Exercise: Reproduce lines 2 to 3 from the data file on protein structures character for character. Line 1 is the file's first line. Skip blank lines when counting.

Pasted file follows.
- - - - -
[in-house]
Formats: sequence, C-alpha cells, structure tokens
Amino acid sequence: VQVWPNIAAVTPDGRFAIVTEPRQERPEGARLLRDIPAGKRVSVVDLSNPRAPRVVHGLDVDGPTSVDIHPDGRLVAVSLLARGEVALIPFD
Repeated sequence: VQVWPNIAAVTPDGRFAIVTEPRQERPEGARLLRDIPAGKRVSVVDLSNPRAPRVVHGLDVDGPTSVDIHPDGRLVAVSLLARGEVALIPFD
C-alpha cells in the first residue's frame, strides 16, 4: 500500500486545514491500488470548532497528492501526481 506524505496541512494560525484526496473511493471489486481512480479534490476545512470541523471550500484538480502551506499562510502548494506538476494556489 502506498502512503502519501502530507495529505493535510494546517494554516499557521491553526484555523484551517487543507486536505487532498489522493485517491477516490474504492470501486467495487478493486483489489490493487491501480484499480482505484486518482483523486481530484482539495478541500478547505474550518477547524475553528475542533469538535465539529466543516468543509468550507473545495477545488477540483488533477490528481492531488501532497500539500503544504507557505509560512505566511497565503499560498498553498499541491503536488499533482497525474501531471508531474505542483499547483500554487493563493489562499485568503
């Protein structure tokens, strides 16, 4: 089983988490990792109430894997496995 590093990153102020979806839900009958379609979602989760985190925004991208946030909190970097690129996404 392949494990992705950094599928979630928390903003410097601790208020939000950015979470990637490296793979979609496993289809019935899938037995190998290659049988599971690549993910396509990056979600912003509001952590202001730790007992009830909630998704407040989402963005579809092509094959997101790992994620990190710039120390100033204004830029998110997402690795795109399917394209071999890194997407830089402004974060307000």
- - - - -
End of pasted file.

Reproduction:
Formats: sequence, C-alpha cells, structure tokens
Amino acid sequence: VQVWPNIAAVTPDGRFAIVTEPRQERPEGARLLRDIPAGKRVSVVDLSNPRAPRVVHGLDVDGPTSVDIHPDGRLVAVSLLARGEVALIPFD